Surviving Hospice


I often hear people, when I tell them what I do, respond with something akin to “I don’t know how you do it”.  Some days I can respond with “I enjoy what I do” or “I meet so many interesting people” or something similar.  Other times I think “I don’t know either!”  So I brought up this question to myself – how does one survive working in hospice?

Self-care self-care self-care self-care…

Easy to say and harder to do!  But that’s precisely the core of survival here.  There’s lots of good material out there on ways to take care of yourself to avoid burnout: art, time off, reframing, maintaining good boundaries, etc.  All of these are good and beneficial.  However two other things are required and are even more important.

First, you have to know you need to take care of yourself.  More often than not, it takes a meltdown or crisis situation to show me that I need to take care of myself.  When I’m stressed I tend to pull in and try to shove through whatever storm is blowing in my face.  My concentration is usually on going forward, not stopping to rest.  In the middle of stress I think our tendency is to do just that – get out of it as quickly as possible by surging onward even when we’re exhausted.  I’ve read more than one account, though, of mountaineers who ignored their own internal warning signs of exhaustion and fatigue and, rather than stop to rest, pushed on through the stress only to walk off the mountain.  I can fall in to that same trap.  But it’s amazing how even just a brief adjustment – for me it was a day working at home rather than the office – can rejuvenate and reframe.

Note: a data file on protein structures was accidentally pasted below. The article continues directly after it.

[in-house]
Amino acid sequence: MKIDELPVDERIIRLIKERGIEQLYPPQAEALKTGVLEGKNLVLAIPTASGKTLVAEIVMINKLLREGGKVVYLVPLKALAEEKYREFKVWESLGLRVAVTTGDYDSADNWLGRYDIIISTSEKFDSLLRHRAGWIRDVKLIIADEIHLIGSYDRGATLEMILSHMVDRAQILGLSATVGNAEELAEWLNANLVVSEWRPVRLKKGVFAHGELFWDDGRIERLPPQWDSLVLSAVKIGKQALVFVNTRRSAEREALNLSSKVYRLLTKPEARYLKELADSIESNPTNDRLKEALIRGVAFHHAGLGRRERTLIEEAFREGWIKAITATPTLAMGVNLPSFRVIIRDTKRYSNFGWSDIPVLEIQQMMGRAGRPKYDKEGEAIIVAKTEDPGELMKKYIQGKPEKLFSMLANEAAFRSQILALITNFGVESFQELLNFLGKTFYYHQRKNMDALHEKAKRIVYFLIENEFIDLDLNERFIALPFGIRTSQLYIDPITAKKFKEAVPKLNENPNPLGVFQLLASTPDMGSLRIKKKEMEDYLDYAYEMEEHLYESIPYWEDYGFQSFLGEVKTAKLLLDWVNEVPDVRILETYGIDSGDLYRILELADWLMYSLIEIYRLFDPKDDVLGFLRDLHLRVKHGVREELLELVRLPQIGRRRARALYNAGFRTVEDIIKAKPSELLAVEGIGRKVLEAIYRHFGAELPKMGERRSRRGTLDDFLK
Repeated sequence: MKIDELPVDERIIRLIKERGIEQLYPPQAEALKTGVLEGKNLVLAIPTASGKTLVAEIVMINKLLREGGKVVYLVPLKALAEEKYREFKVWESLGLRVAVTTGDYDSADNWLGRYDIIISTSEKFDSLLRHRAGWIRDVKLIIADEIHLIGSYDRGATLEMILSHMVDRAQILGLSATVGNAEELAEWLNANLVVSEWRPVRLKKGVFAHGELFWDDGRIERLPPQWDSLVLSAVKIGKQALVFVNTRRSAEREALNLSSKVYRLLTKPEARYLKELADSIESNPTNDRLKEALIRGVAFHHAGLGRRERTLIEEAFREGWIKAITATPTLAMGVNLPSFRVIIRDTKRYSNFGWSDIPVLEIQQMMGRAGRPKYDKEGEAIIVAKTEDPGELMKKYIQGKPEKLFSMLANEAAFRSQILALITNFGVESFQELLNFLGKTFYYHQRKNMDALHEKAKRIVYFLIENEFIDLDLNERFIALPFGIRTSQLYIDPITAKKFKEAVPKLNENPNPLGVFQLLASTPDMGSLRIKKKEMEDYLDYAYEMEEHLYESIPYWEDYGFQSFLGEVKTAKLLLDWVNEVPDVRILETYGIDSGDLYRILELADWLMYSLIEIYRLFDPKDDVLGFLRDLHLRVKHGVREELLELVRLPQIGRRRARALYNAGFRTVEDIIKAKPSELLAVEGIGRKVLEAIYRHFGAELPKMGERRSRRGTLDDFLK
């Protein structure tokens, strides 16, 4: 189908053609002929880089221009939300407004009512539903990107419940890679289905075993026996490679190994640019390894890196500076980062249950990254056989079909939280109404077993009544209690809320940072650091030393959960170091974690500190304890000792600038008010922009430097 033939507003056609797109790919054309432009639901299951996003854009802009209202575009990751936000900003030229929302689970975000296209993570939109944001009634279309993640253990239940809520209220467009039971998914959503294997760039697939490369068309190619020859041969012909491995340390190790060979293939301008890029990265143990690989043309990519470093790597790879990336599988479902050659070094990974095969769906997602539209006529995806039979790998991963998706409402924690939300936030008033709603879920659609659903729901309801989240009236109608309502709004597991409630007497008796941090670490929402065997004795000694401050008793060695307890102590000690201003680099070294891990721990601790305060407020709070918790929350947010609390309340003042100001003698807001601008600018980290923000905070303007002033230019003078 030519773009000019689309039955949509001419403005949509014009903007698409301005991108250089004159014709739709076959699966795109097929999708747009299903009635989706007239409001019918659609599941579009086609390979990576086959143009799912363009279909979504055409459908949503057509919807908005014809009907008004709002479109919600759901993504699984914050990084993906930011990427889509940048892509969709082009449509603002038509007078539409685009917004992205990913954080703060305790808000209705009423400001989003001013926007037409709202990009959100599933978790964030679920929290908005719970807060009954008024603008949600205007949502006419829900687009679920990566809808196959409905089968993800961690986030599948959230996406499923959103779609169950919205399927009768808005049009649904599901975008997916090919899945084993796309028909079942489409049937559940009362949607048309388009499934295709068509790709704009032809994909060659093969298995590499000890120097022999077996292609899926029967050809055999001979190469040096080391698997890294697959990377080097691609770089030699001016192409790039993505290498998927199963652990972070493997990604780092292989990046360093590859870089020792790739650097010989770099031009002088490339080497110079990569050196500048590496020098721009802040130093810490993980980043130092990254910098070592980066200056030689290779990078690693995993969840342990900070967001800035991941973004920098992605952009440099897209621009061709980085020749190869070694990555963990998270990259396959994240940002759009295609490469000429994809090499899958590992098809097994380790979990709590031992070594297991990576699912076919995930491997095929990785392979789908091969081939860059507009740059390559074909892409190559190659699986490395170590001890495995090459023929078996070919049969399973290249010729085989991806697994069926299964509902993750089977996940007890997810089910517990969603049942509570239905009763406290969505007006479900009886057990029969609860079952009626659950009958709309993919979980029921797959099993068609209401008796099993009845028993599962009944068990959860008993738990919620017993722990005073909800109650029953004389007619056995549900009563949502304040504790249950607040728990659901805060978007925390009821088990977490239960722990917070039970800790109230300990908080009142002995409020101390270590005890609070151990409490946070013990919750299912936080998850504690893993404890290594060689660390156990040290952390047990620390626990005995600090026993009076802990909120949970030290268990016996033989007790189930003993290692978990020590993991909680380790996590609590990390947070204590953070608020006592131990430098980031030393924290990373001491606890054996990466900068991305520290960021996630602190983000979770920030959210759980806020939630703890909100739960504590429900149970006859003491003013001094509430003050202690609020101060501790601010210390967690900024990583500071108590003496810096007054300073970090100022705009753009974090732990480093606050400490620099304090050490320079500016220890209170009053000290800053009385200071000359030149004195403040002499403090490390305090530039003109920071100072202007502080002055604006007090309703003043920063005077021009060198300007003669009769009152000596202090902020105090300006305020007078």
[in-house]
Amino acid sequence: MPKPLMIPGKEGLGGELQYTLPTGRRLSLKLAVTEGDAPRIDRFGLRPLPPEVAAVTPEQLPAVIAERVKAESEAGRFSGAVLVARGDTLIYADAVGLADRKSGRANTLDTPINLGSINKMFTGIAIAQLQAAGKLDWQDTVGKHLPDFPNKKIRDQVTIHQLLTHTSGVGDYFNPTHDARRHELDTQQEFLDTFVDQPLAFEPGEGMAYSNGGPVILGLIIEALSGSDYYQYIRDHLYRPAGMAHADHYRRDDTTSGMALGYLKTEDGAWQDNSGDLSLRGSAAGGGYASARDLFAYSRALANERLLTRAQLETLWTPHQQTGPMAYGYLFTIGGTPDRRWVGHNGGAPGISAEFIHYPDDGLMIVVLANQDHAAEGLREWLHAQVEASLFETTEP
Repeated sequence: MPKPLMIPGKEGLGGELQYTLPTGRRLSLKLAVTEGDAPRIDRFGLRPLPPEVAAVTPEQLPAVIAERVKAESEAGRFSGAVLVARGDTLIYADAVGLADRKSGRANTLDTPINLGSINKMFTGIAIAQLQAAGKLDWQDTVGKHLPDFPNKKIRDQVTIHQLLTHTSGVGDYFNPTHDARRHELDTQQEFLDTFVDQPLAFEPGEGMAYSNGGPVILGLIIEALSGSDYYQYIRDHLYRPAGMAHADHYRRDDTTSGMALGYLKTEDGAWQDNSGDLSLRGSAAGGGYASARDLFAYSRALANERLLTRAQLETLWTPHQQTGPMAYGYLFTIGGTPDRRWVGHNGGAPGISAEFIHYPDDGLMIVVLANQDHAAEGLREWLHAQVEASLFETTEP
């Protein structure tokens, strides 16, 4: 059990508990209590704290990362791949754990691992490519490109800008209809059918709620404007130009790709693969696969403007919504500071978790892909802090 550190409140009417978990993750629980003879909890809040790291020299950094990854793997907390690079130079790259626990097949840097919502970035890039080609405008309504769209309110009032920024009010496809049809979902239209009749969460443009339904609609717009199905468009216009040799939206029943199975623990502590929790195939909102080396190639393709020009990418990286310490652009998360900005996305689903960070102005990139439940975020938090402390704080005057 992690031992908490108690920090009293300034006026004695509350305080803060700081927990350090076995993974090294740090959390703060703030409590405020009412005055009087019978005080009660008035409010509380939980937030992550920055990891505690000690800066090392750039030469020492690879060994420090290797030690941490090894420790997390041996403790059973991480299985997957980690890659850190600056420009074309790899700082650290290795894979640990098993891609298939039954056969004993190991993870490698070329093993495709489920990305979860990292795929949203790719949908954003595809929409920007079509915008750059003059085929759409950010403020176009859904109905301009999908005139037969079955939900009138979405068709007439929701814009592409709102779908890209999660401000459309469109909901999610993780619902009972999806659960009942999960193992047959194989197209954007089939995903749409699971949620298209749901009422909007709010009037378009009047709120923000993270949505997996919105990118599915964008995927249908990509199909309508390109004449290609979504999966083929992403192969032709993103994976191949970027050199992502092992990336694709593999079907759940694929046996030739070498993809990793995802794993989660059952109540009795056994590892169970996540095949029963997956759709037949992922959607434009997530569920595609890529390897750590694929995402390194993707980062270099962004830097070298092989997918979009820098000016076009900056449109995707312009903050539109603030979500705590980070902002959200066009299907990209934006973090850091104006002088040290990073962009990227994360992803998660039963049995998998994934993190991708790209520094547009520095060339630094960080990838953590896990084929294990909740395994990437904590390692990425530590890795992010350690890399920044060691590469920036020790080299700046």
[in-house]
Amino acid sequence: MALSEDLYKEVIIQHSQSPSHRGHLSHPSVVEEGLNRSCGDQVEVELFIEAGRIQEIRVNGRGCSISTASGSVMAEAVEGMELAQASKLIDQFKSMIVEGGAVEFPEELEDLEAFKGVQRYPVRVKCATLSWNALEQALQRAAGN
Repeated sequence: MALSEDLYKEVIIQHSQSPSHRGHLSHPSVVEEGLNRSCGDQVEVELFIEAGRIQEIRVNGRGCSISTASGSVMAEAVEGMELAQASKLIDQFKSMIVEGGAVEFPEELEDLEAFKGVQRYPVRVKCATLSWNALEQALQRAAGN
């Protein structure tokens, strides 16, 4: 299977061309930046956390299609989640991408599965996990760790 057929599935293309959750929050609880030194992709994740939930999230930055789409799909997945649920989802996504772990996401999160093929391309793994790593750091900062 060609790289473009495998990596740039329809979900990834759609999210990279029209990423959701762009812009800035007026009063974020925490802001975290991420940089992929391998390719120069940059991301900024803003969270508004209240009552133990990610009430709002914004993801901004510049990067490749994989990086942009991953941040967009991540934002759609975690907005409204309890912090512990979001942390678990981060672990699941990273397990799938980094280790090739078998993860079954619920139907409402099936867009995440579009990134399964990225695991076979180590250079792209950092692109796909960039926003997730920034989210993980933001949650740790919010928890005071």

Self awareness comes only with time and honesty with yourself.

Second, I must actually do what I need to do to take care of myself.  There are many times where I’ve stopped and said, “boy I’m exhausted!  I need a break!” and then never do so.  This is the pain of inertia that hits when we know we need to stop but don’t for fear of never starting up again.  I think that fear, rather than pride, keeps us from doing those things that we recognize that we need to do.  I fear letting things go, I fear appearing lazy while others (who aren’t taking care of themselves) push on, I fear lots of things.  Overcoming that fear again only comes with time, honesty, and practice.

When the world doesn’t fall apart when I let go of it, or when I stop caring what others think of me, or when I stop comparing myself to the “saints” around me, that itself is self-care!

Sound like grace to anybody?

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